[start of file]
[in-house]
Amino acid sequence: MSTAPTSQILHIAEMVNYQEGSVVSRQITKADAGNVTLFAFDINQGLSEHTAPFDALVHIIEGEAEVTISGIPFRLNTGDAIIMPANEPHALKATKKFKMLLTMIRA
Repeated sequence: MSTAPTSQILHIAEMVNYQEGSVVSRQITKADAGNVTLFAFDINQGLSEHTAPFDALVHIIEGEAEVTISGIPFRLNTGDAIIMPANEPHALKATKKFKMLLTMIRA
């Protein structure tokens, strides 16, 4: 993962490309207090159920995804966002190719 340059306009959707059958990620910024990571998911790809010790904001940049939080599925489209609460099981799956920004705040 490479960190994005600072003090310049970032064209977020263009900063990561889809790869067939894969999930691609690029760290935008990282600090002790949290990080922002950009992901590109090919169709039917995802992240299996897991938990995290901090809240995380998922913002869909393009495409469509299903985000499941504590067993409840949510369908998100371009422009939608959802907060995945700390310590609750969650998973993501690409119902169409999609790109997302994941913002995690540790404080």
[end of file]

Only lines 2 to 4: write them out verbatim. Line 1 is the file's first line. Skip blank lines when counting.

Amino acid sequence: MSTAPTSQILHIAEMVNYQEGSVVSRQITKADAGNVTLFAFDINQGLSEHTAPFDALVHIIEGEAEVTISGIPFRLNTGDAIIMPANEPHALKATKKFKMLLTMIRA
Repeated sequence: MSTAPTSQILHIAEMVNYQEGSVVSRQITKADAGNVTLFAFDINQGLSEHTAPFDALVHIIEGEAEVTISGIPFRLNTGDAIIMPANEPHALKATKKFKMLLTMIRA
């Protein structure tokens, strides 16, 4: 993962490309207090159920995804966002190719 340059306009959707059958990620910024990571998911790809010790904001940049939080599925489209609460099981799956920004705040 490479960190994005600072003090310049970032064209977020263009900063990561889809790869067939894969999930691609690029760290935008990282600090002790949290990080922002950009992901590109090919169709039917995802992240299996897991938990995290901090809240995380998922913002869909393009495409469509299903985000499941504590067993409840949510369908998100371009422009939608959802907060995945700390310590609750969650998973993501690409119902169409999609790109997302994941913002995690540790404080």